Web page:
Who's watching the watchers?
But apparently the folks at the FDA have other ideas -- as reflected in this Boston Globe story that takes a look at a Cleveland Clinic cardiologist who is taking on the FDA.
And what reward does Dr. Steven Nissen get for studies calling into question the safety of a number of FDA-approved drugs? The same as that reserved for liberals who oppose Bush's war or conservatives who oppose Bush's immigration plan.
In a word -- slimed.
This is an agency where the fox is literally guarding the hen house. The big pharmaceutical companies pay to the FDA to consider their products. Ever wonder why we have problems like the Vioxx nightmare?
Years before Vioxx was pulled from the market in 2004, Nissen pointed to its heightened heart attack and stroke risks. In 2005, as the FDA was on the verge of approving Pargluva, a diabetes drug known generically as muraglitazar that works like Avandia, Nissen pointed out cardiovascular problems, effectively killing the drug's development. And he also rallied other federal advisers to prod the FDA to put its harshest warnings on attention- deficit hyperactivity disorder drugs, like Ritalin and Adderall, due to cardiovascular risks.
Such public stands have unleashed a firestorm of criticism. FDA spokesman Douglas Arbesfeld, in an e-mail to reporters days after Nissen's Avandia analysis was published by the New England Journal -- derisively dubbed him "St. Steven," and wondered whether his feet were made of clay.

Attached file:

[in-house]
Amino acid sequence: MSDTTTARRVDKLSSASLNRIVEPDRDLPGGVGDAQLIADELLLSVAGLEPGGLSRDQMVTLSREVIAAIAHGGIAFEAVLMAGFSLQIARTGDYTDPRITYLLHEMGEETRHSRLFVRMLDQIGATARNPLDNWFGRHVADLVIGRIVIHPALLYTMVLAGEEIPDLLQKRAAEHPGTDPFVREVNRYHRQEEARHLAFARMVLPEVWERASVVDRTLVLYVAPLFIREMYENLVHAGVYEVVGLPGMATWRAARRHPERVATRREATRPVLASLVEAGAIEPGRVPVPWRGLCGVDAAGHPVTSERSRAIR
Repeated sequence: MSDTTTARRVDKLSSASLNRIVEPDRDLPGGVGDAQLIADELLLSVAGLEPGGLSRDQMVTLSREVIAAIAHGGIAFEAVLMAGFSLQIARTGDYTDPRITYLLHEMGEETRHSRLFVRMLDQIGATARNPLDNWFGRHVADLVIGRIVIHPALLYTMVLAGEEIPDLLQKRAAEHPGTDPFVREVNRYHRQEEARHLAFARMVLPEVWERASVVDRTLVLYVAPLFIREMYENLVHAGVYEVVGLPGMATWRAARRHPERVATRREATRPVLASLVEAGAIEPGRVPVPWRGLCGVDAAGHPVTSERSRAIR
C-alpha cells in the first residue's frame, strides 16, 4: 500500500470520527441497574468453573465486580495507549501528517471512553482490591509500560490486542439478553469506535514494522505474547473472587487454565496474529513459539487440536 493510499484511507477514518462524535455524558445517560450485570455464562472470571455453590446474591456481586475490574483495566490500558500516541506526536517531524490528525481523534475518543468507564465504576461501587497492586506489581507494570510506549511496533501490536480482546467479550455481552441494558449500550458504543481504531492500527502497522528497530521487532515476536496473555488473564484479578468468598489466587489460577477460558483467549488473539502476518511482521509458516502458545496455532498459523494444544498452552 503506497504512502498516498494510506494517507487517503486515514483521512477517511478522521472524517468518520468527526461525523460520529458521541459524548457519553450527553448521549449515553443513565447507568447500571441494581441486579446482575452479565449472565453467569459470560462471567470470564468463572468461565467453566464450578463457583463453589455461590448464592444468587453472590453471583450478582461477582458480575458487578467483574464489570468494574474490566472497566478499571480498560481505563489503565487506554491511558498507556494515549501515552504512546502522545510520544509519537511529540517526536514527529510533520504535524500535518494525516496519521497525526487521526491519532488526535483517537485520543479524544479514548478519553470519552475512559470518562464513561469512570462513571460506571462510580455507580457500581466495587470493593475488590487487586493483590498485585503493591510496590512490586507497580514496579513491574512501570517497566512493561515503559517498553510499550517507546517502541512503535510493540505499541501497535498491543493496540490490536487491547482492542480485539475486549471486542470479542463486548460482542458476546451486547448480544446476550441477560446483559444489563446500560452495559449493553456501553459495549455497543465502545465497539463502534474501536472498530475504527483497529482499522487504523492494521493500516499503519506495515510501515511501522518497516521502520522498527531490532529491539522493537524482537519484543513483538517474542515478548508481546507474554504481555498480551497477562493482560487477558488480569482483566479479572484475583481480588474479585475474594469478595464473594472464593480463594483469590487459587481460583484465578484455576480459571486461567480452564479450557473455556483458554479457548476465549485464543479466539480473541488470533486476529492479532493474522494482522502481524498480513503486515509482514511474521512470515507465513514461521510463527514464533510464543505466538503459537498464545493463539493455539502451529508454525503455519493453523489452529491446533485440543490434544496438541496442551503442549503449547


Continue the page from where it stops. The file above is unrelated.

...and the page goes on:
Arbesfeld, responding to a Boston Globe question about the e-mail message, said the correspondence -- sent using his FDA e-mail address -- reflected his personal views and not the agency's.
Let's not forget the FDA's role in preserving the food supply. There's that same fox in the hen house feel to the discovery that animal feed imported from China is tainted with melamine -- a contaminant that has been found in a variety of pet foods.
Well, too bad for Fido, you might think. But for those heartless souls among you, consider this item. Or this. How long before it does make its way to us?
OK, still not convinced (or maybe thinking the FDA is doing its job closing the barn door after the great escape?) How about the failure to regulate human food supplements?
No wonder those who are profiting off the FDA's hands-off approach to human health and safety are trying to smear him, suggesting, heaven forbid, that he might be a candidate for FDA Commissioner under a Democratic president.
Can't have that now, can we, someone watching out for taxpayers when there is big money to be made. Just ask the head of the Pharmaceutical Research and Manufacturers of America, who hired former GOP House Committee Chairman Billy Tauzin to do their bidding. Or the Biotechnology Industry Organization, who scarfed up former GOP congressman Jim Greenwood to handle their lobbying.
So, do you really want to take that prescription? Or eat that cookie? Just checking.